PROPOSED FEDERAL RULE WOULD ENDANGER CLEAN ENERGY PROJECTS IN HAWAII
News Release from Office of Rep Cynthia Thielen
Honolulu December 1, 2011– Hawai‘i State Representative Cynthia Thielen (R, 50th District: Kailua, Kaneohe Bay) submitted the following letter today to the National Oceanic and Atmospheric Administration expressing her strong opposition to a proposed critical habitat rule that would endanger clean energy projects in Hawaii:
Mr. Michael Tosatto, Regional Administrator
U.S. Department of Commerce, National Marine Fisheries Service, Pacific Islands Office
1601 Kapiolani Blvd. Suite 1110, Honolulu, Hawaii 96814-4700
Dear Mr. Tosatto:
Regarding Rule # 064B-BA81
I am writing to voice my strong opposition to the National Oceanic and Atmospheric Agency's (NOAA) proposed rule to designate the shorelines and waters surrounding all of the main Hawaiian Islands as a critical habitat for the Hawaiian monk seals. I am also informing you that I intend to introduce legislation in the 2012 Hawaii legislative session that will instruct the State of Hawaii, including the Department of Land and Natural Resources, to officially oppose the NOAA rulemaking action.
Recently, members of the NOAA staff testified at a Legislative briefing about the proposed rule. They displayed maps showing nearly the entire windward coastline of Oahu as part of the habitat. I was stunned when these representatives admitted they had not talked to the Clean Energy Division in the State Department of Economic Development and Tourism. They also seemed to be oblivious to the number of clean energy projects planned or underway in Hawaii. These include ocean thermal energy conversion (OTEC), deep sea air conditioning, and wave energy programs.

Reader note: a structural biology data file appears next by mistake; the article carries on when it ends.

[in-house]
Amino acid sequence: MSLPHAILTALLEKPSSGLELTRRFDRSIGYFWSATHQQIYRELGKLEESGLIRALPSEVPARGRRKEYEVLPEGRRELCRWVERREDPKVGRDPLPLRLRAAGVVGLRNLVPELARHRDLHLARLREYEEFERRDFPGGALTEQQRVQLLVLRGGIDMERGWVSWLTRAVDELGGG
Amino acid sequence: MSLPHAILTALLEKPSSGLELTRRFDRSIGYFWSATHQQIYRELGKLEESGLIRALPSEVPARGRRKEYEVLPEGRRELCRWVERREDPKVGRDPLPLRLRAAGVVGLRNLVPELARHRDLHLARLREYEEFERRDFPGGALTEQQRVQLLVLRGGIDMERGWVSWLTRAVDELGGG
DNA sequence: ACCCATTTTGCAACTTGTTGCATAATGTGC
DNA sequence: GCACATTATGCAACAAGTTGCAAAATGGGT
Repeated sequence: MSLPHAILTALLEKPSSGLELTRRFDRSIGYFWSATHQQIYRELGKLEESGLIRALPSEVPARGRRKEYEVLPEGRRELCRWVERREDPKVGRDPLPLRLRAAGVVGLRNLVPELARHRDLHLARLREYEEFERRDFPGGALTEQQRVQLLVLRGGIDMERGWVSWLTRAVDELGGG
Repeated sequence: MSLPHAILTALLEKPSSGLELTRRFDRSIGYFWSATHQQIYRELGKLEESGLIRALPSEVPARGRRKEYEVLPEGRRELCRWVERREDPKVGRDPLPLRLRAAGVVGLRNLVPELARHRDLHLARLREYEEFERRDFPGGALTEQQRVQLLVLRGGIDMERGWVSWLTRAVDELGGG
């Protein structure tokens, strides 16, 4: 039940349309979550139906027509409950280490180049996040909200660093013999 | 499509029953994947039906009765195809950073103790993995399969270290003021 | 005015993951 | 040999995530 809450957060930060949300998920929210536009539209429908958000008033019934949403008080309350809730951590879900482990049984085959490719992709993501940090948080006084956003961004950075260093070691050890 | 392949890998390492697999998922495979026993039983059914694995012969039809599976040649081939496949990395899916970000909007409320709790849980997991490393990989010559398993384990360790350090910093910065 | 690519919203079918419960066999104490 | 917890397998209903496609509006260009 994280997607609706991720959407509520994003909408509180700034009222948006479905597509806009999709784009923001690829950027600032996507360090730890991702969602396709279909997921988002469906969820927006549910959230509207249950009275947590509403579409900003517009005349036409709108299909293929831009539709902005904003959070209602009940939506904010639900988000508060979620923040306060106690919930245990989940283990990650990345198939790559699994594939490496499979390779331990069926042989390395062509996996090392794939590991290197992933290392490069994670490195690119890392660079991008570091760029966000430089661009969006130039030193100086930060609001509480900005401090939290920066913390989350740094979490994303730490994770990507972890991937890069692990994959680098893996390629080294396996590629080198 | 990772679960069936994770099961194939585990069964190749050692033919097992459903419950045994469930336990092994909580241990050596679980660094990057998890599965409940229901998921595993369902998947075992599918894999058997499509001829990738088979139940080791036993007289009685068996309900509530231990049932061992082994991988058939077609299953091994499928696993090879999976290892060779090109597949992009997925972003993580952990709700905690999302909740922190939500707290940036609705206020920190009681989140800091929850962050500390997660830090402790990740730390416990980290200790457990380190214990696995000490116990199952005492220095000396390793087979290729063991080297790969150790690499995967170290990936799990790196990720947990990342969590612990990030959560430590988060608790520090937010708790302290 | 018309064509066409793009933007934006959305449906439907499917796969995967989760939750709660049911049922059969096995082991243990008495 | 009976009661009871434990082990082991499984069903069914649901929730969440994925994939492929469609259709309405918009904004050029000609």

I am opposing this rule, because your agency's extensive and overly aggressive rulemaking effort will effectively kill ocean-based clean energy initiatives in Hawaii. As an environmental attorney who has worked for decades as a champion of a clean and sustainable environment, I know first-hand the impact that can occur. In the 1980’s, I successfully raised claims under the Endangered Species Act, temporarily stopping the federally-funded H-3 project.
Hawaii is the most oil dependent State in the United States. We send an estimated $7 billion out of state every year to purchase petroleum to fuel our islands. The unimpeded development of clean energy projects, including ocean-based projects, is vital to breaking our oil dependence.
My staff has examined the documentation prepared by NOAA for the critical habitat designation. NOAA's own economic report admits that your agency has insufficient data to be able to determine the economic impacts of the federal critical habitat proposal on clean energy programs. The report also indicates there is insufficient data to estimate the effect on many other activities including harbors modernization, oil spill clean ups, and beach replenishment and restoration projects. I find it inappropriate that your agency would proceed when these impacts are, by your own admission, unknown.
I am proud of my record of environmental activism. I understand the need to protect and encourage the re-propagation of Hawaiian monk seals. However, your own data seems to indicate that the monk seals are doing better where the critical habitat designation does not exist.
I urge you to re-weigh the significant and long-term impacts of placing all of the main Hawaiian Islands under a critical habitat designation. Doing this will endanger Hawaii's critical habitat for clean and renewable energy and continue to tie us to an unsustainable and environmentally dangerous dependence on oil.
"I urge all concerned citizens, particularly those involved in clean and renewable energy programs, to voice their concerns to Federal officials prior to the January 6, 2012 public comment deadline." Rep. Cynthia Thielen stated. "Hawaii cannot let federal staff impede our efforts in wave energy, ocean thermal energy conversion, seawater air conditioning, and related ocean-based energy projects. It is possible to protect monk seals in a responsible and thoughtful manner, but the proposed NOAA rule is too broad and heavy-handed."
Related: Lingle calls for Delay in Federal Grab for Control of Hawaii Shorelines